One client asked me if I had Covid, I replied that I did. I actually had a fever and fatigue. I had Covid. This client thought it was exciting that even so I was able to work, and the client opted to pay to see a black maroon travesti with Covid cum. Travesti cum produces this type of colonial and culonial6 craziness inside the universe of white supremacy. And when I talk about travesti cum, I am talking about that ancestral technology of desirability, fugitivity, libidinal pulsion of transformation that every cis body wants to try, but not many want to pay its incalculable value.
Contradictorily, social distancing during the pandemic resulted in a fueling of an intense desirability to be close to our bodies, which stimulated the predatory pulsion of white supremacy towards us. It was the moment: either you activated chapeo, or you would die. As Tokisha said in an interview “OnlyFans saved my life.” 7 In my case, chapeo saved my life. Chapeo, that ancestral technology of using a Caribbean erotic to live, to open ways of glamorous escapability, even more in travesti bodies which, as Johan Mijail would say, “are the shame of the nation.” A desired shame, located in the universe of cis underground desires that are part of a nation limited by the prison of an heterosexual fiction, that at night seeks to drink travesti cum as if it were life elixir. Only Pomba Gira understands me.
Sweet plantation memories
During Covid, accessing the possibility of activating the libido implied negotiating other ways of self-managing orgasm. It implied activating many ways and paths for the persistence of pleasure within Black, maroon and travesti bodies. I always ask myself: how did our ancestors access pleasure inside the plantation with all those mechanisms for controlling Black and Indigenous bodies? Where were those micro-times, ephemeral like the flapping of the Guaichía, to escape the trauma alive and find pleasure inside the plantation?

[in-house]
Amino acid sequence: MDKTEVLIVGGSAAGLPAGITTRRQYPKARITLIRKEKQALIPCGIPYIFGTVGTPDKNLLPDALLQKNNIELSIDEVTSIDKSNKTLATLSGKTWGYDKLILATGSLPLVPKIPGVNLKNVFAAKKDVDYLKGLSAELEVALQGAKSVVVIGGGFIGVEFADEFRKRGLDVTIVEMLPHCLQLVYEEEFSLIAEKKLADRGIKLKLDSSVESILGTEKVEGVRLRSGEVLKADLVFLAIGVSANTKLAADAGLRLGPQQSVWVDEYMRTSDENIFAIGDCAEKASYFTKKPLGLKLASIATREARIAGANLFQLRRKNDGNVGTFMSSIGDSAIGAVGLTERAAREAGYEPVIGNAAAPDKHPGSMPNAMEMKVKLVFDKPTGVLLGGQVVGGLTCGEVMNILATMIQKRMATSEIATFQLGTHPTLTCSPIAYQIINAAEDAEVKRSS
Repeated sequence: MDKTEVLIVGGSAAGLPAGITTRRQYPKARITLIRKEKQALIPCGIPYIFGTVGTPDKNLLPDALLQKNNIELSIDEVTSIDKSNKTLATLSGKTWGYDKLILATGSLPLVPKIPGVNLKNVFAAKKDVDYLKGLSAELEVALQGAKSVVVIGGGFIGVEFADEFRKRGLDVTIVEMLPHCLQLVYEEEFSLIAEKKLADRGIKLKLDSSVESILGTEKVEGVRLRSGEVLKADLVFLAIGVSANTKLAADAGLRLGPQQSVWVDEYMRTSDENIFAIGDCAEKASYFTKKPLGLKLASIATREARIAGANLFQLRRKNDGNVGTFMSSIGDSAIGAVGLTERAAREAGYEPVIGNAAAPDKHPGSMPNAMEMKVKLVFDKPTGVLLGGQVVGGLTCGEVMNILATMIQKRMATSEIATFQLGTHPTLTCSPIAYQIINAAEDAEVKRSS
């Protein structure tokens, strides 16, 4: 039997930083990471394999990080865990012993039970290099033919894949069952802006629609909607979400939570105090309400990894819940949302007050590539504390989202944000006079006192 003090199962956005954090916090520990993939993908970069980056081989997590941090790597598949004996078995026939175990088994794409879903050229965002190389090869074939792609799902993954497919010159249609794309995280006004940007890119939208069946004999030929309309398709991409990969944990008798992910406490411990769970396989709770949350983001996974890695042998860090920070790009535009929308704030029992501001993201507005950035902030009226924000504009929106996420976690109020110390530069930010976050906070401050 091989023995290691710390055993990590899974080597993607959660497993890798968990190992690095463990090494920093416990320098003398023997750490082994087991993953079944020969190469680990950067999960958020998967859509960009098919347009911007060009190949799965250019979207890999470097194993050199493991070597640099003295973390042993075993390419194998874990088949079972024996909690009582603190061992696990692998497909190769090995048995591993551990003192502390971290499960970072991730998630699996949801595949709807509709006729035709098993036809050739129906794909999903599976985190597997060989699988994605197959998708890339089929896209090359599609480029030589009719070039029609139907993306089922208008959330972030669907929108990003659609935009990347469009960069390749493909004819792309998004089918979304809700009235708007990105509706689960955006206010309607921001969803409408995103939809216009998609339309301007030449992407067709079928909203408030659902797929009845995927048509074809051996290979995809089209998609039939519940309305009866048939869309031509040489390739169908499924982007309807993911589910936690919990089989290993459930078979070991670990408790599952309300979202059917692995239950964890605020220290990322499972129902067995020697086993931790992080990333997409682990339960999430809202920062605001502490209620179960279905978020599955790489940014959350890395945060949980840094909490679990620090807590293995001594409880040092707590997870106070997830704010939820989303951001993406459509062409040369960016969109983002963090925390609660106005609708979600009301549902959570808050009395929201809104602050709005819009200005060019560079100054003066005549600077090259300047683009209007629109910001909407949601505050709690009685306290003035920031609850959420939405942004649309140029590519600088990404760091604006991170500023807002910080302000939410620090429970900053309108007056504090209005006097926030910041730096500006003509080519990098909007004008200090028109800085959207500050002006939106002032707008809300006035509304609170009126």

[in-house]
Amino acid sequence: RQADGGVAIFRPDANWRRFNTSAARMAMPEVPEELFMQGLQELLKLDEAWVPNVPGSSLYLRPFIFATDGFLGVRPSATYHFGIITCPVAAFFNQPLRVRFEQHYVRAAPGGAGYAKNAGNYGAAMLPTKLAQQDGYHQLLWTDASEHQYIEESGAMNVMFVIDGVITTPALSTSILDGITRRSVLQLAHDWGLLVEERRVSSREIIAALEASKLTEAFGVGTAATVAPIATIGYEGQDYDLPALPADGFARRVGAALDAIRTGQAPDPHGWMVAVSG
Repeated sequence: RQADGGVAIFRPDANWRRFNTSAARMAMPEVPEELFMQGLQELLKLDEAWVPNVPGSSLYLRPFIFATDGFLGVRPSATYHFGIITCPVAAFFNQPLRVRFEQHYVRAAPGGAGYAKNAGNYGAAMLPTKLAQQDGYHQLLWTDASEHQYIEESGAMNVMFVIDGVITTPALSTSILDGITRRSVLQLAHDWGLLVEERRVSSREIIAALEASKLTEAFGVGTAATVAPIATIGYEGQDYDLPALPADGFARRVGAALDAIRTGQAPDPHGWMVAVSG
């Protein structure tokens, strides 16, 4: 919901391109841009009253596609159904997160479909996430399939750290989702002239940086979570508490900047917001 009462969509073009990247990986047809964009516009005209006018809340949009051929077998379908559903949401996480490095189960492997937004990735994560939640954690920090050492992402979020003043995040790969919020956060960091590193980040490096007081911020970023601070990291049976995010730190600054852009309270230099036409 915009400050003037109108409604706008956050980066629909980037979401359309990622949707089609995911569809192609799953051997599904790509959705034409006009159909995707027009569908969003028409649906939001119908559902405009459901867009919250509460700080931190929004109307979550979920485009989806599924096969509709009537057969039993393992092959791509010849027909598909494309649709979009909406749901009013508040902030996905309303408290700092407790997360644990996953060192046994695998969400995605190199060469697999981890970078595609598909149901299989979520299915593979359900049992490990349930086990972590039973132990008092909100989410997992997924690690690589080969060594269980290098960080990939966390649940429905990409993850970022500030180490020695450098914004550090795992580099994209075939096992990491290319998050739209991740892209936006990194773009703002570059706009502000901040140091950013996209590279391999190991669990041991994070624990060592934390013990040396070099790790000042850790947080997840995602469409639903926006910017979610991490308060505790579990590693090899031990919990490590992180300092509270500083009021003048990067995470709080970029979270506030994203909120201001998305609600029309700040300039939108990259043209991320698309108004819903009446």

Masturbation was a time of freedom during the pandemic... homemade porn, texting, frequent nudes exchange, orgasm during sex work were also — along the whole contradiction it implies —a form of escaping. I also found pleasure in self-touch, self-sucking, and feeling desired while doing sex-cam —even when that gaze also hurt. In that pleasure, I found the Guaichía, that Jirajara entity that has the form of a butterfly and only appears ephemerally in an eternal micro-time. That moment is the travesti time to escape and heal from the colonial matrix.
“What if, from this crossroads in which we find ourselves, our best chance of escaping the parameters of the cognitive plantation were to take place at the very moment when the strip of the ‘colonial infinite’ breaks?” Jota Mombaça (2020)
1. Moten, Fred, Stolen Life. Duke University Press. Durham and London, 2018.
2. The word Zombie has different etymologies: It comes from Bantu language, from the Congolese “nsoumbi” (devil) or “mvumbi” (individual in a cataleptic state), or from the Angolan “Zumbi” (ghost). See: J Kerboull, Le Vodou, magic ou religion? p. 273: Ascencio, Michaelle (2007)
3. See Hurbon, L, quoted in: 2007, Ascencio, Michaelle, Diosas del Caribe.
4. Mombaça, Jota, “The Cognitive Plantation”, Afterall, 2020, Source: https://www.afterall.org/article/the-cognitive-plantation [Last visited 29th November 2021]
5. Trav3sti is a way of escaping the persecution of travesti bodies on the web algorithms.
6. “Culonial”: relation between colonialism and “culo” [from Spanish: ass].